Before a court can restrict a citizen’s freedom with a prison sentence, it must prove guilt. Why don’t legislatures require the same burden of proof when making laws?
This may seem like a silly comparison; common wisdom would never equate imprisonment with a law being on the books. They certainly don’t feel like the same thing — unless the law in question is unjust, unnecessary, or just plain unwelcome. Take, for example, the US federal government’s law which refuses to recognize same-sex marriage. The fact that, were I to one day marry, I’d have to limit my residence to a select few states — and still be regarded as “single” for federal tax purposes, regardless — certainly feels like imprisonment to me.
Laws, like imprisonment, are a restriction on individual liberty. They are a limitation on what an individual is allowed to do, plain and simple. This is not an argument against laws, in favor of lawlessness; this is simply a statement of fact. Just because some laws are necessary does not change the fact that they do restrict liberty.
And that’s the key thing to think about: we should not restrict anyone’s liberty unless it is absolutely, positively necessary, without a shadow of a doubt. Our court systems already recognize this; it’s arguably necessary to throw a murderer in jail, but it’s not necessary to throw a person falsely-accused of murder in jail. This is why courts require evidence before they will convict an individual of a crime, and then — as a consequence — restrict that individual’s liberty.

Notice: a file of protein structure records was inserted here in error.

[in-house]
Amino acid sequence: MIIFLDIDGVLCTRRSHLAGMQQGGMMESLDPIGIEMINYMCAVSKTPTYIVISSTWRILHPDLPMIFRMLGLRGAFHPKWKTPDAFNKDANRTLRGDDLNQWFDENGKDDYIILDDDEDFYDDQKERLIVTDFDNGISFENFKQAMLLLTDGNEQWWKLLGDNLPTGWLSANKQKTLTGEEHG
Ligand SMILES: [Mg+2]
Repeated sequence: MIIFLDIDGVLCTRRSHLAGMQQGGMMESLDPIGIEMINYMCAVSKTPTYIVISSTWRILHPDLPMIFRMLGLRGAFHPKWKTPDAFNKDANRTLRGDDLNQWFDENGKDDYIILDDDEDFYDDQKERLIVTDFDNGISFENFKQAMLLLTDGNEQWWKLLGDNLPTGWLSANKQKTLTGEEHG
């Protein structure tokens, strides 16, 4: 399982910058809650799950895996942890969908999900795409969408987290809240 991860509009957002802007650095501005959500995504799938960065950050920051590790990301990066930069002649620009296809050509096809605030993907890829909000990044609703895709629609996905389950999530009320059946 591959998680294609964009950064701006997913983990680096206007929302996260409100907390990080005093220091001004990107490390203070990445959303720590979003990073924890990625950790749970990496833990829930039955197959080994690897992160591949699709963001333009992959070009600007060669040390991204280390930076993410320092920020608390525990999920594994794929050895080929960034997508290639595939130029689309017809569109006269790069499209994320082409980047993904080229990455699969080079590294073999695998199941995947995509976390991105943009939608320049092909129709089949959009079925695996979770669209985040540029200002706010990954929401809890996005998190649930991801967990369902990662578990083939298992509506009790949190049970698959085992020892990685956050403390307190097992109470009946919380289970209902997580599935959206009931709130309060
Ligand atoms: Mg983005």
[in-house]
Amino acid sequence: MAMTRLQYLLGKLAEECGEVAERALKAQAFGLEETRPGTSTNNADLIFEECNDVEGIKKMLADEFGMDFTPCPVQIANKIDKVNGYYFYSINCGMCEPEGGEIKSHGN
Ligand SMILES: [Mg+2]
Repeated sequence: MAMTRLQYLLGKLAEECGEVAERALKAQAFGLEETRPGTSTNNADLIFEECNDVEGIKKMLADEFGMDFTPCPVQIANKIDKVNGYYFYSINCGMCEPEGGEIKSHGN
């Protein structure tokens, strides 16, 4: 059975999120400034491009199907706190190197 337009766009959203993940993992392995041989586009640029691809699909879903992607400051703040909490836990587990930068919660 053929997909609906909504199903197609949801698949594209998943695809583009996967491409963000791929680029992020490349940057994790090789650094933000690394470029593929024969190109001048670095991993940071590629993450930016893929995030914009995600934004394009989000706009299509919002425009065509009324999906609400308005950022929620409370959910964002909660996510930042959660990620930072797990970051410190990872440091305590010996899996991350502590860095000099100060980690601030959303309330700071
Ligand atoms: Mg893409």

Legislative bodies, on the other hand, do not insist on evidence to make laws; they base their decisions solely on the opinions of their members. There is no requirement for these opinions to be based on evidence, which is why they often are not. We regularly take away freedoms based solely on the whims and beliefs of our elected officials, and not based on whether it is necessary to take these freedoms away. Certain behaviors are deemed wrong until proven right — or just wrong, despite proof to the contrary.
For too long, we have seen that beliefs, morals, or sentiments are not an appropriate basis for lawmaking. We are also well aware that they are not an appropriate basis for criminal justice. Why do we allow laws to be made without proof of their necessity, but disallow criminal convictions without the same?
Before acting, courts ask themselves the question: will justice be done? Legislators must begin doing the same.